Dorret Conway has vowed to keep baking, despite becoming the third contestant to exit the Great British Bake Off.
Her exit was less of a surprise for the public after judge Mary Berry accidentally revealed who was going home during an interview with Chris Evans on BBC Radio 2 on Wednesday morning, mentioning the names of the first three bakers to leave the Bake Off tent - which included Conway.
The accountant from Preston was eliminated after presenting Berry and her co-judge Paul Hollywood with a walnut and stilton soda bread that "could have been more intense", as well as a "showstopper" which failed to impress the judges.
"I bake to entertain my friends at dinner parties, it's more of a hobby and an interest to make something memorable to eat when people come to our house," she explained. "I was genuinely surprised to be accepted as I know the standard gets higher each year."
The amateur baker came dangerously close to elimination in week one, when her Black Forest gateau melted into a mess of chocolate mousse. The 53-year-old was convinced she'd be going home - but "Hipster Stu" was the first to leave the Bake Off tent instead.
When the show aired she was "dreading" the first episode, Conway admitted. "My husband and all my friends, along with the rest of the nation were seeing it for the first time. I hadn't told a soul the outcome. I knew what was coming, but of course I hadn't seen the tension that was building in the episode."
The gateau disaster was nicknamed the "Mudslide" on Twitter, but Conway was delighted to receive sympathy from the Bake Off audience: "I got incredible support, which was great because at the time it was quite traumatic! You get very passionate and involved about your bakes and have every reason to be upset when they don't turn out as you expect. I really thought I was going home.
"It was such a wonderful feeling when the public got on my side."
Conway had a better second episode, winning the technical challenge with her arlettes - her "best moment", she said. "I had given the judges what they wanted and I was really proud - I had never made them before so that was something new for me.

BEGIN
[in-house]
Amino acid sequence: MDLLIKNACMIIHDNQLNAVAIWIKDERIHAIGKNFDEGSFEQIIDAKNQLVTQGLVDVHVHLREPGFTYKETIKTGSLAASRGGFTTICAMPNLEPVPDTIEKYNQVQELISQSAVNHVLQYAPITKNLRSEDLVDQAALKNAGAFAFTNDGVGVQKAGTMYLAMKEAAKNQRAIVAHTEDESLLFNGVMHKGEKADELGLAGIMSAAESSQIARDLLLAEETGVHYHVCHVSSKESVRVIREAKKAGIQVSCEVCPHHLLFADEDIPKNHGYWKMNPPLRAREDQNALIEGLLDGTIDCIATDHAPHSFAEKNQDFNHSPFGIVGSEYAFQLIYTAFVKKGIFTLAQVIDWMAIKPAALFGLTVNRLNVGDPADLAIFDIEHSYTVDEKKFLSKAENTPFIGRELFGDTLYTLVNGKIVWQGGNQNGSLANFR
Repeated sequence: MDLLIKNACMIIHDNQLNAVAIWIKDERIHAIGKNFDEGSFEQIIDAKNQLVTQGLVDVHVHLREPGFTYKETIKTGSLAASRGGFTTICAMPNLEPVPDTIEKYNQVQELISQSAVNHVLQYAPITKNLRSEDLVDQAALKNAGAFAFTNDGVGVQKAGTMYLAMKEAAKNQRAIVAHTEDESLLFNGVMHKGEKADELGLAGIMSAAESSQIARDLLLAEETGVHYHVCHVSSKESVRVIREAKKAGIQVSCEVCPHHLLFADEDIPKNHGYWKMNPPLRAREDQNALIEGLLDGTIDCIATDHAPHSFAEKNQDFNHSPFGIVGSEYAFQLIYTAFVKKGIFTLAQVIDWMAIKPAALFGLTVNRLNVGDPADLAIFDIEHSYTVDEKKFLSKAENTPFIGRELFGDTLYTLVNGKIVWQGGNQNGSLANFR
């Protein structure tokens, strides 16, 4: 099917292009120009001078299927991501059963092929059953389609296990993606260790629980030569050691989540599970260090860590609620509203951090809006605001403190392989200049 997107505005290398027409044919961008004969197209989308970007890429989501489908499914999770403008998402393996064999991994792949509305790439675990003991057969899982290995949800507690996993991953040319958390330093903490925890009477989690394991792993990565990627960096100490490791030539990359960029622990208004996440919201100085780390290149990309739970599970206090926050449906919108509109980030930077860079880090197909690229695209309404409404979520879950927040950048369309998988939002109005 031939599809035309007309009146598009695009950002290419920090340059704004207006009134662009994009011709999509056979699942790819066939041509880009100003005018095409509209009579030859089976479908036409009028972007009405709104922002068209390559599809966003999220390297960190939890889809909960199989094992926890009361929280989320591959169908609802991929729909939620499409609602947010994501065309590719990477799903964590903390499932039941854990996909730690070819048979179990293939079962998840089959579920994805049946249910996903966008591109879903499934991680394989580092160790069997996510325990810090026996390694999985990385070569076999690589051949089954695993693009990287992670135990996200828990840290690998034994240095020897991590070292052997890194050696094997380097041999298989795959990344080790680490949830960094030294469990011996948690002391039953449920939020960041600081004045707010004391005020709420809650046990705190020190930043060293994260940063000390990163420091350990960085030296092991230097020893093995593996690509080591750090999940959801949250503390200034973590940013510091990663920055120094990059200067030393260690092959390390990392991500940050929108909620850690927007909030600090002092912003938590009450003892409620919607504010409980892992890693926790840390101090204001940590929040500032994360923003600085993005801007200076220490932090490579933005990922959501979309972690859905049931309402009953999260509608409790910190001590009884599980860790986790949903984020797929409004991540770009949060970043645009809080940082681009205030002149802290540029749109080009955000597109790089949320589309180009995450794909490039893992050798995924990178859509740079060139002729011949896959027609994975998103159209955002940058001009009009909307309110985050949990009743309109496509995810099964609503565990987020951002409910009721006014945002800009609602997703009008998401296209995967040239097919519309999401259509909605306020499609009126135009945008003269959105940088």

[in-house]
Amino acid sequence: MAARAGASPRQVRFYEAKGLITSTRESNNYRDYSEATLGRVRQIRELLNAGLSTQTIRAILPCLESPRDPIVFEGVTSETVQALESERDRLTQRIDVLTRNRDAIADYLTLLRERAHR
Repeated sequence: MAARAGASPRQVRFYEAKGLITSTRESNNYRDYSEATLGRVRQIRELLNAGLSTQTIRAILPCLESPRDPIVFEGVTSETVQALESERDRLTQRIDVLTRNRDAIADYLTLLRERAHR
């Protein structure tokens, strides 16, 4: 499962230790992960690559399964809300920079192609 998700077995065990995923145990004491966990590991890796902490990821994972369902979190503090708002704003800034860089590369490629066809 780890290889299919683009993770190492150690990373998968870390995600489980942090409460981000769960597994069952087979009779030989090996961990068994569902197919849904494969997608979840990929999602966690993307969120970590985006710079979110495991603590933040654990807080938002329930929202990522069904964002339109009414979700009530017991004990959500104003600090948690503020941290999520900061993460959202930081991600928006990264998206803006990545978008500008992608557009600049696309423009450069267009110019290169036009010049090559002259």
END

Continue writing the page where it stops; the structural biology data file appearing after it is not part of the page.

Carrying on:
"When I got the praise from Mary and Paul for my arlettes, inside I was doing a little Salsa dance."
But episode three brought Bread Week, where her "showstopper" bread version of Tracey Emin's Unmade Bed failed to secure her a place for week four.
"To choose something that's untidy to start with doesn't give a good impression when we first look at it," Berry warned, while Hollywood added: "Is that five hours' work? No, it's not."
It didn't help that she'd never made it before, she admitted: "I said I hadn't practised my bread, and you could see by Mary and Paul's faces that they weren't happy."
"At the end of the day you have to remember it's a baking competition and at home I don't make bread sculptures. I am never going to stop baking but I won't be baking under pressure."
The amateur baker intends to keep improving her baking skills, explaining that she likes to "blag" her way into kitchen restaurants to pick up ideas from chefs: "Some are forthcoming and other chefs want to keep their secrets, but most of them are flattered that I am that interested.
"I think for now I would like to take some courses, develop my skills and keep learning. I would love to go to a Cordon Bleu school to soak up some knowledge," she added.
:: Dorret Conway will join Jo Brand on The Great British Bake Off: An Extra Slice on Friday August 21 at 9pm on BBC Two.